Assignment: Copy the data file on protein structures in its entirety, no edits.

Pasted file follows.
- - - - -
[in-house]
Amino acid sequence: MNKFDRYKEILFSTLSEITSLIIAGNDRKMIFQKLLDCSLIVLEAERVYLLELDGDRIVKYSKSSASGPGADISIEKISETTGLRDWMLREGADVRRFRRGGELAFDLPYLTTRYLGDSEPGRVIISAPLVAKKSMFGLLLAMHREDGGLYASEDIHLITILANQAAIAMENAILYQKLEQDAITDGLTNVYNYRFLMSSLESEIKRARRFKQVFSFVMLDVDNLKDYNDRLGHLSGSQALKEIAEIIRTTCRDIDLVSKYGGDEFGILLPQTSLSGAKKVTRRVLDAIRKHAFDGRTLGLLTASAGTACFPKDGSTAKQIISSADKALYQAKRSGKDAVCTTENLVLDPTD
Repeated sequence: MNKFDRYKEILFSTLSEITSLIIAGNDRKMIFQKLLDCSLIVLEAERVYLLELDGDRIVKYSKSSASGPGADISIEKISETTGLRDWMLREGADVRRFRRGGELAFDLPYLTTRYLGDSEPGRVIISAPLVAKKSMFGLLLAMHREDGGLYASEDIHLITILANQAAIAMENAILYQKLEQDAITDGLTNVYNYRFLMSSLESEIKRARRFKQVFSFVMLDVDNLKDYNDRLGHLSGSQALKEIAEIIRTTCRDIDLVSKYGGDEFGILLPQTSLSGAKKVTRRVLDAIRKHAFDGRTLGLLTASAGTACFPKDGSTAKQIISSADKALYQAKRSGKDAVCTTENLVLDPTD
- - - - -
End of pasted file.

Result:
[in-house]
Amino acid sequence: MNKFDRYKEILFSTLSEITSLIIAGNDRKMIFQKLLDCSLIVLEAERVYLLELDGDRIVKYSKSSASGPGADISIEKISETTGLRDWMLREGADVRRFRRGGELAFDLPYLTTRYLGDSEPGRVIISAPLVAKKSMFGLLLAMHREDGGLYASEDIHLITILANQAAIAMENAILYQKLEQDAITDGLTNVYNYRFLMSSLESEIKRARRFKQVFSFVMLDVDNLKDYNDRLGHLSGSQALKEIAEIIRTTCRDIDLVSKYGGDEFGILLPQTSLSGAKKVTRRVLDAIRKHAFDGRTLGLLTASAGTACFPKDGSTAKQIISSADKALYQAKRSGKDAVCTTENLVLDPTD
Repeated sequence: MNKFDRYKEILFSTLSEITSLIIAGNDRKMIFQKLLDCSLIVLEAERVYLLELDGDRIVKYSKSSASGPGADISIEKISETTGLRDWMLREGADVRRFRRGGELAFDLPYLTTRYLGDSEPGRVIISAPLVAKKSMFGLLLAMHREDGGLYASEDIHLITILANQAAIAMENAILYQKLEQDAITDGLTNVYNYRFLMSSLESEIKRARRFKQVFSFVMLDVDNLKDYNDRLGHLSGSQALKEIAEIIRTTCRDIDLVSKYGGDEFGILLPQTSLSGAKKVTRRVLDAIRKHAFDGRTLGLLTASAGTACFPKDGSTAKQIISSADKALYQAKRSGKDAVCTTENLVLDPTD